The only thing that’s certain in the Great Government Shutdown Showdown-ending budget compromise is that neither the left nor the right like it much. That’s just about the only thing the two sides agree on.
On the numbers, we have two realities at work. There’s the reality of liberal critics like Ezra Klein, who breaks down the numbers this way:
Here’s what we know about the budget deal struck on Friday: 1) It cut $38.5 billion if you use our spending in 2010 as the starting point. That’s $78.5 billion below what President Obama asked for in his 2011 budget, $6.5 billion below what Speaker John Boehner demanded in his opening bid, but about $20 billion more than the Tea Party wanted.
Wait, the “tea party” was only looking for $18.5 billion in budget cuts this year? I totally respect Ezra Klein, but I don’t think that’s all the tea party was looking for. Let’s go to … ugh … holding my nose … RedState for Erick Von Erickson’s version of events:
Friday night the Republicans and Democrats reached a deal to avoid a government shutdown. The Republicans had promised $100 billion in cuts. They back pedaled to $61 billion in cuts. They have actually agreed to $38.5 billion in cuts, or about four days worth of spending by the federal government.
This is, believe it or not, the version of events as I remember it, too. Republicans started with their “Pledge to America,” which vowed $100 billion in cuts, not over two years, but this fiscal year, ending in September. A flashback, courtesy of an unhappy GOPer (and be sure to check the comments after the post – brutal):
You can’t spend money that does not exist, and if we’re going to rip Obama for breaking his word then it’s only fair that we rip Boehner. Put another way, what’s good for Obama is good for Oboehner. He settled for 38.5 billion in cuts. Pledge broken:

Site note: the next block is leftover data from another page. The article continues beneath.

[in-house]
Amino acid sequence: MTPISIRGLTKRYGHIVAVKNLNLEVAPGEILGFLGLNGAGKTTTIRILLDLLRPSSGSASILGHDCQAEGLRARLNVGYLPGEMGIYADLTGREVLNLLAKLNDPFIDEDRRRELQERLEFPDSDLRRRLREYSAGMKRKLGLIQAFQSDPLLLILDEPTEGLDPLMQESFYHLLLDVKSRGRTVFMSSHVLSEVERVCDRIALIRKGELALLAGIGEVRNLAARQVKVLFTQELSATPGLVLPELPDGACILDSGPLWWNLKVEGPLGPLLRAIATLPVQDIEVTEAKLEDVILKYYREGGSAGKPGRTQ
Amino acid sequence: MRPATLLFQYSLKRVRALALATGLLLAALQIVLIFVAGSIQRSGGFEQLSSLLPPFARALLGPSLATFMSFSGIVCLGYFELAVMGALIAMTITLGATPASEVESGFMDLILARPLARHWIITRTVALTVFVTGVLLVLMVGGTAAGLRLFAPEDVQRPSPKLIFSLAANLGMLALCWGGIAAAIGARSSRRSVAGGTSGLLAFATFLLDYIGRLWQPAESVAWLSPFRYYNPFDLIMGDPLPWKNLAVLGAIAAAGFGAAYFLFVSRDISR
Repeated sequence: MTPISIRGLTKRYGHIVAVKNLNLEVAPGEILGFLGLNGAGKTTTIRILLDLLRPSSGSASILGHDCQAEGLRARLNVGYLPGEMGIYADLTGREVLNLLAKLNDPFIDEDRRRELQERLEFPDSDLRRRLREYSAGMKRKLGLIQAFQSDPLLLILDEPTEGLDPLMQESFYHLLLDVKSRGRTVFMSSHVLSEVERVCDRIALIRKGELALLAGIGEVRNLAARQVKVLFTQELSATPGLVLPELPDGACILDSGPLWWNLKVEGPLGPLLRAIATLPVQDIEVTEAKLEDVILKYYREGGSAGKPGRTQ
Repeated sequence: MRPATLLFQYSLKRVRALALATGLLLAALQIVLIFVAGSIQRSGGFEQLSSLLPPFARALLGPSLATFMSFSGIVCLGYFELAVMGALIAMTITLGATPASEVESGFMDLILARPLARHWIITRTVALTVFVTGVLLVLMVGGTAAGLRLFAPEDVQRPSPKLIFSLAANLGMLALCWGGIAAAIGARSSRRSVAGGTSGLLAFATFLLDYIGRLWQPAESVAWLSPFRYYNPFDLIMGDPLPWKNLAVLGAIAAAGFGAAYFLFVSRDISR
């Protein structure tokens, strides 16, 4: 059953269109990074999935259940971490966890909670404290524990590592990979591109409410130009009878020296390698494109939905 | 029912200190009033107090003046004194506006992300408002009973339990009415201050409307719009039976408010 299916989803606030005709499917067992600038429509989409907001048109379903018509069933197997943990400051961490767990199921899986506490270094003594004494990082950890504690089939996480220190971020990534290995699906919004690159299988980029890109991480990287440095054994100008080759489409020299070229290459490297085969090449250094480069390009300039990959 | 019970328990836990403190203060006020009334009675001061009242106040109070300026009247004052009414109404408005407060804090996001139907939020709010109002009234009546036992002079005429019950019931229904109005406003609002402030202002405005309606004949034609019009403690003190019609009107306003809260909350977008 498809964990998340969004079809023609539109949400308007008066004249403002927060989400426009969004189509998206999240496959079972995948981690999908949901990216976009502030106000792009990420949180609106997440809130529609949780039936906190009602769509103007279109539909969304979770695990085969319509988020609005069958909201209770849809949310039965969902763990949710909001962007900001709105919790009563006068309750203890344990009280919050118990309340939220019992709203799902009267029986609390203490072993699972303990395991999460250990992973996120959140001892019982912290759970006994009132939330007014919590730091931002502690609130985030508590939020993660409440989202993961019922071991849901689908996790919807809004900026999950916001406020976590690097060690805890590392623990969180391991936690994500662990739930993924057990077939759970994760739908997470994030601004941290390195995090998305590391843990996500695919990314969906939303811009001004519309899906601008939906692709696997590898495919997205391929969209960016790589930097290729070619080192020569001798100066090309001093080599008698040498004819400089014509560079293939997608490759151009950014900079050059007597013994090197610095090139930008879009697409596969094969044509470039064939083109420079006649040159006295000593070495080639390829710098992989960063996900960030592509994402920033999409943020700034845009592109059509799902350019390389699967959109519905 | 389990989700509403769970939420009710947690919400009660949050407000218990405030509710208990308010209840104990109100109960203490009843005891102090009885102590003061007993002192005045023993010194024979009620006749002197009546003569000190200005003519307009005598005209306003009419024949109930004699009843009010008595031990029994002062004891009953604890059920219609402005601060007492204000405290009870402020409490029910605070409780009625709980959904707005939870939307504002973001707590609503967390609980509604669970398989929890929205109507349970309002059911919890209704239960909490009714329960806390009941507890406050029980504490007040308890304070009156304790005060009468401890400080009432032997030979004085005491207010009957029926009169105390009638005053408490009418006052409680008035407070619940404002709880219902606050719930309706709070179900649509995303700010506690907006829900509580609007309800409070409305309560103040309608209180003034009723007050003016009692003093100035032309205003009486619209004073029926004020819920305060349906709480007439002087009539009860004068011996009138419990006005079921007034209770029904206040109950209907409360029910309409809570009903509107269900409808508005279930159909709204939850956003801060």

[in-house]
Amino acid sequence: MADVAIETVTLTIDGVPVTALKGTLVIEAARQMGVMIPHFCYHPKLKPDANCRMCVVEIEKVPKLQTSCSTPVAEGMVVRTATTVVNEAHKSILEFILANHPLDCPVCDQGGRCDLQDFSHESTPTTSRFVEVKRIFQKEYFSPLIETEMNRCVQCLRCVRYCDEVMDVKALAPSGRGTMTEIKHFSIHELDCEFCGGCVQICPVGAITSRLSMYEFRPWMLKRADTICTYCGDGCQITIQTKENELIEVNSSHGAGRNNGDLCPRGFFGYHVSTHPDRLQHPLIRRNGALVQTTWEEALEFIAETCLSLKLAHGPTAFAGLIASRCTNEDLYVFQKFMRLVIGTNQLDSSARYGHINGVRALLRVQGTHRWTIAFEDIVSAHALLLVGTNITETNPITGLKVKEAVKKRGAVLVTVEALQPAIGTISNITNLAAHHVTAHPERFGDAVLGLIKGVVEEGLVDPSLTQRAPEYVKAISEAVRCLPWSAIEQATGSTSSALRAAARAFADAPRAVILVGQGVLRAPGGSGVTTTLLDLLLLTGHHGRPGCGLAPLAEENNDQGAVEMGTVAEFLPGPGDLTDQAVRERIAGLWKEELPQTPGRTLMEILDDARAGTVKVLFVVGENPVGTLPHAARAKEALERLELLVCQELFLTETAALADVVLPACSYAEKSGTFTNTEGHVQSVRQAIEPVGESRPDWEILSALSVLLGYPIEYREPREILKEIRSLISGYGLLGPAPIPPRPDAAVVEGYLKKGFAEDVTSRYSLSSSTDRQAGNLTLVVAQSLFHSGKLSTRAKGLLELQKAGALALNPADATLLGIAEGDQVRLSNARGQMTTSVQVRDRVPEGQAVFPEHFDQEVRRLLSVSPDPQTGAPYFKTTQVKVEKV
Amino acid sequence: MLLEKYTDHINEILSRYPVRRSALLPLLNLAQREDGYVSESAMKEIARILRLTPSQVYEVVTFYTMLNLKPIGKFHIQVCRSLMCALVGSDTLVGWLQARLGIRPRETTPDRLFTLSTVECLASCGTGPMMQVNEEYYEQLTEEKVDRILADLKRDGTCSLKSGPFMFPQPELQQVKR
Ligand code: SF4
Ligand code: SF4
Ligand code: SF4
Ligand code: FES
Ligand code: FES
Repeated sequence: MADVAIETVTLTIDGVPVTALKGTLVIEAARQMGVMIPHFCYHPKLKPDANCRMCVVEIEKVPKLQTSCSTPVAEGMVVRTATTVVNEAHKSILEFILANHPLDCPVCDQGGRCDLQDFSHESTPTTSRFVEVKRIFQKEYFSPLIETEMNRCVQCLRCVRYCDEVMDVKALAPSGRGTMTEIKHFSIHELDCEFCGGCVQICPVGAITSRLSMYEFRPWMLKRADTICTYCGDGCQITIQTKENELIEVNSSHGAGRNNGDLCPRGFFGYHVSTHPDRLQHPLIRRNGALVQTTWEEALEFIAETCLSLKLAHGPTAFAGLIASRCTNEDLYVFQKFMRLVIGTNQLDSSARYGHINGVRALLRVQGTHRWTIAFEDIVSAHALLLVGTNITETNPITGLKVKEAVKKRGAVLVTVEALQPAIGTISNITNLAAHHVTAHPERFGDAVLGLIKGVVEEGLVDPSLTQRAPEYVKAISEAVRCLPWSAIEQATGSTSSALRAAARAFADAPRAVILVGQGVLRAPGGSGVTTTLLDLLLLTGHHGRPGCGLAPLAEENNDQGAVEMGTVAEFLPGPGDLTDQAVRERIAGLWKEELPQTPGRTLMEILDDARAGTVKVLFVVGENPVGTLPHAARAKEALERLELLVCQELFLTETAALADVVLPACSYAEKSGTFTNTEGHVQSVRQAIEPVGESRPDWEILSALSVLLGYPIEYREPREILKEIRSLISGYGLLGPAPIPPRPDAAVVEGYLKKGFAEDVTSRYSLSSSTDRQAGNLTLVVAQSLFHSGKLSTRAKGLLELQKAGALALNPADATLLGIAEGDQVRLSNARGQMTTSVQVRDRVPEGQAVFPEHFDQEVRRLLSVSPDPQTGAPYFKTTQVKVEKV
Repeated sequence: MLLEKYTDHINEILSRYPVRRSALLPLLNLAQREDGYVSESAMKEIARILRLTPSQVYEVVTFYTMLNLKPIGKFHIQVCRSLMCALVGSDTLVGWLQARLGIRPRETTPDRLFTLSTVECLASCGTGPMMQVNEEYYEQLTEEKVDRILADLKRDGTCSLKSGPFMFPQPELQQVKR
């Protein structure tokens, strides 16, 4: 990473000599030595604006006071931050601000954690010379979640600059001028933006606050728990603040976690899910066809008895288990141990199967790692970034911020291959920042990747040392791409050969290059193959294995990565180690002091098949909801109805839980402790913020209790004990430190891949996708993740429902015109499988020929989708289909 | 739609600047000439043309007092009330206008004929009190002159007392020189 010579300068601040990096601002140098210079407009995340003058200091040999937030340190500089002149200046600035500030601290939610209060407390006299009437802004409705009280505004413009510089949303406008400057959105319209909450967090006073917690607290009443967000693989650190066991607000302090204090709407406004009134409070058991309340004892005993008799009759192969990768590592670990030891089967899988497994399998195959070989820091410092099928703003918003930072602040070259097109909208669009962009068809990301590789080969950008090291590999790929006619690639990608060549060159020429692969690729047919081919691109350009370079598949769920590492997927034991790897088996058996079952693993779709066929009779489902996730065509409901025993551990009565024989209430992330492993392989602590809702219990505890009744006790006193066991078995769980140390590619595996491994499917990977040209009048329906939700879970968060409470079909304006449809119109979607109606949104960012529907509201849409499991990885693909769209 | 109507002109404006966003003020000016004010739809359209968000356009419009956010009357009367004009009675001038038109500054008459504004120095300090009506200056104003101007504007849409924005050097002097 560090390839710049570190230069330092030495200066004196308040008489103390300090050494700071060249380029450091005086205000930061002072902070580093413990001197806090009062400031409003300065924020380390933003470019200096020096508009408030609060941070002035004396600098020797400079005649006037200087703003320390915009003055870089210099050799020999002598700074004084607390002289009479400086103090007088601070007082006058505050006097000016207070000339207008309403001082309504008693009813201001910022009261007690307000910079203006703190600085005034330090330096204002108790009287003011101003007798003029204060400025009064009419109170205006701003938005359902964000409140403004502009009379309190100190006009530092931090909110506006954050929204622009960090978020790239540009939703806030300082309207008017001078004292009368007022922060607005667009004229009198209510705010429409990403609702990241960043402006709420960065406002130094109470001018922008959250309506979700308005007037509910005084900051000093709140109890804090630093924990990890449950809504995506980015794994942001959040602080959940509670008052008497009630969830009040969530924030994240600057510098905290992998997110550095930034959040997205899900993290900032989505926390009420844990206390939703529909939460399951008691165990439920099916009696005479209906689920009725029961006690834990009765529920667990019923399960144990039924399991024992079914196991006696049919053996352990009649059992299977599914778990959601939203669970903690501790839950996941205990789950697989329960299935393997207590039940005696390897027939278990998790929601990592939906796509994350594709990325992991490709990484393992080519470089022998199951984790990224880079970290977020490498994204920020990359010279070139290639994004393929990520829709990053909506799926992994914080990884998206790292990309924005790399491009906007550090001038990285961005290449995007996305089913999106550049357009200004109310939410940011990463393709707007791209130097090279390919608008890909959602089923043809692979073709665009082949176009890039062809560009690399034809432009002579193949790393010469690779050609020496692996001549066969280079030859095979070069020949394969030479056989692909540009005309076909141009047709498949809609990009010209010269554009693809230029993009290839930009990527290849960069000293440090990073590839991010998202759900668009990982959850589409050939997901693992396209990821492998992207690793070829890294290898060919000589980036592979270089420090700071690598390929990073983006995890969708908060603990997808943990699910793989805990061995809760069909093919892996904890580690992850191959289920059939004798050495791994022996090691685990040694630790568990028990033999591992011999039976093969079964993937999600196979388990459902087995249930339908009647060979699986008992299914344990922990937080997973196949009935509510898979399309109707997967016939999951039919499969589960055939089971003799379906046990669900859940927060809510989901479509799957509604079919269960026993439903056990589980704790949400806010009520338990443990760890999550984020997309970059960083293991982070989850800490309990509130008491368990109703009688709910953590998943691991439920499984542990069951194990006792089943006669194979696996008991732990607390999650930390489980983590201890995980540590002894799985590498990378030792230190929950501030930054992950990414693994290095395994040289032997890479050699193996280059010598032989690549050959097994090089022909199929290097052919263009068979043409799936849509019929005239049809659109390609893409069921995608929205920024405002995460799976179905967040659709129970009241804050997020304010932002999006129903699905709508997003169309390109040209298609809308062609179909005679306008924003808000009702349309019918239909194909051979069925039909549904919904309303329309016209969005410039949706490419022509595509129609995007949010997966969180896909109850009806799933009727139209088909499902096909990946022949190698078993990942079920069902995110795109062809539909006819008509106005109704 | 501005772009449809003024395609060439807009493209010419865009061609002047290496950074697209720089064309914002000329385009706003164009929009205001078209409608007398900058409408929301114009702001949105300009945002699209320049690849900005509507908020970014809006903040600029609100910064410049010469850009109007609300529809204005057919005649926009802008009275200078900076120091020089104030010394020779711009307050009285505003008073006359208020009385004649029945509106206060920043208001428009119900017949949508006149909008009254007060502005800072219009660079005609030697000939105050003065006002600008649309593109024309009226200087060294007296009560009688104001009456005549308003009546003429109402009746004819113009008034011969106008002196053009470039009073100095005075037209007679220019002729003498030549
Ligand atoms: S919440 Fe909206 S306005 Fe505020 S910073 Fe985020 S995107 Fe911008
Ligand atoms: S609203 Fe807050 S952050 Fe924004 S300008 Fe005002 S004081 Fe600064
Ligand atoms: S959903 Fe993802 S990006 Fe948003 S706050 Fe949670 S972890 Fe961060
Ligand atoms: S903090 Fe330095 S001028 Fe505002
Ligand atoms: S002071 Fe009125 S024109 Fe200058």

With common-sense exceptions for seniors, veterans, and our troops, we will roll back government spending to pre-stimulus, pre-bailout levels, saving us at least $100 billion in the first year alone and putting us on a path to balance the budget and pay down the debt. We will also establish strict budget caps to limit federal spending from this point forward. (GOP Pledge to America, September 23, 2010)
And apparently, the incoming tea party freshmen expected the same. They went into outright rebellion in February when Paul Ryan, the GOP’s budget cutter in chief, came out with a budget that insufficiently slashed government this year, forcing Boehner and the Republican leadership into a hasty retreat. From the National Review in February:
House Appropriations Chairman Hal Rogers (R., Ky.) has announced that the continuing resolution coming out of his committee — and likely to the floor sometime next week — will contain $100 billion worth of spending cuts for the remainder of the fiscal year (through September). This marks a significant political victory for House conservatives like Reps. Jeff Flake (R., Ariz.), RSC chairman Jim Jordan (R., Ohio), and freshman members who insisted that the cuts previously announced by party leadership were insufficient.
“After meeting with my subcommittee Chairs, we have determined that the CR can and will reach a total of $100 billion in cuts compared to the President’s request immediately — fully meeting the goal outlined in the Republican ‘Pledge to America’ in one fell swoop,” Rogers said in a statement. “Our intent is to make deep but manageable cuts in nearly every area of government, leaving no stone unturned and allowing no agency or program to be held sacred. I have instructed my committee to include these deeper cuts, and we are continuing to work to complete this critical legislation.”
So why the divergence in numbers? It all depends on what the meaning of “year” is…
Let’s go back to February, when the 87 tea party freshmen were battling their own leadership over their demand that they get the full $100 billion in cuts they ran on. From The Hill, back on February 11th:
The GOP leaders were going to present a measure funding the government for the rest of the fiscal year that would cut spending by $74 billion from President Obama’s budget request last year. Obama’s budget was never enacted, so the GOP’s initial plan would have reduced current spending by $32 billion.
Tea Party freshman balked, saying they wouldn’t accept cuts less than $100 billion from Obama’s budget request. The new plan would cut about $58 billion from current spending.
Latham added that it is also important to keep your word, and he understands where freshmen are coming from.